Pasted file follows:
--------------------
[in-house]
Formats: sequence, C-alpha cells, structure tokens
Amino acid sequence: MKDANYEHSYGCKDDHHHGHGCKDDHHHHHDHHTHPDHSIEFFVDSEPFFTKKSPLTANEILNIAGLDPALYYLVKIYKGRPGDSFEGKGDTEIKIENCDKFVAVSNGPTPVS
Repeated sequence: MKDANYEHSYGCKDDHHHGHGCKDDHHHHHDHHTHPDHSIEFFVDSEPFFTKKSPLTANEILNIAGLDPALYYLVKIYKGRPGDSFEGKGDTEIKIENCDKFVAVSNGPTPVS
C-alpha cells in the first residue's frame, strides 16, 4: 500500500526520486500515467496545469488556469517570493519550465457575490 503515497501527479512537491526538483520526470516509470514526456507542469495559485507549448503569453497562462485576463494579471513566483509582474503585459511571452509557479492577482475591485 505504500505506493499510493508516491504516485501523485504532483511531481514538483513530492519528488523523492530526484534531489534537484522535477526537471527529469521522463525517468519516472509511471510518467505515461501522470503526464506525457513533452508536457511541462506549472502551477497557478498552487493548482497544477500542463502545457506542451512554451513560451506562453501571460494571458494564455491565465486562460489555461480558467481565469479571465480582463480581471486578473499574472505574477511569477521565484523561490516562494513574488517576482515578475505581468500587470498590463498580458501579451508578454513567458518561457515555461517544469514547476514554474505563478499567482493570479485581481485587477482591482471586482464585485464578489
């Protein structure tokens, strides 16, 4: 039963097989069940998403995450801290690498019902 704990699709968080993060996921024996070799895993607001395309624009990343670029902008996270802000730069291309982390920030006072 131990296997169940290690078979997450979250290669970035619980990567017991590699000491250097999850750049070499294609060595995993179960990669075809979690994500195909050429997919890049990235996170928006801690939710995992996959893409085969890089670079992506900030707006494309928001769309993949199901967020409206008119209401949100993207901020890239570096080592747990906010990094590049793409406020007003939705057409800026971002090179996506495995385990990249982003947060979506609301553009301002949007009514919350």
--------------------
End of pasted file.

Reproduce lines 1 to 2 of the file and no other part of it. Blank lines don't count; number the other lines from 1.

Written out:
[in-house]
Formats: sequence, C-alpha cells, structure tokens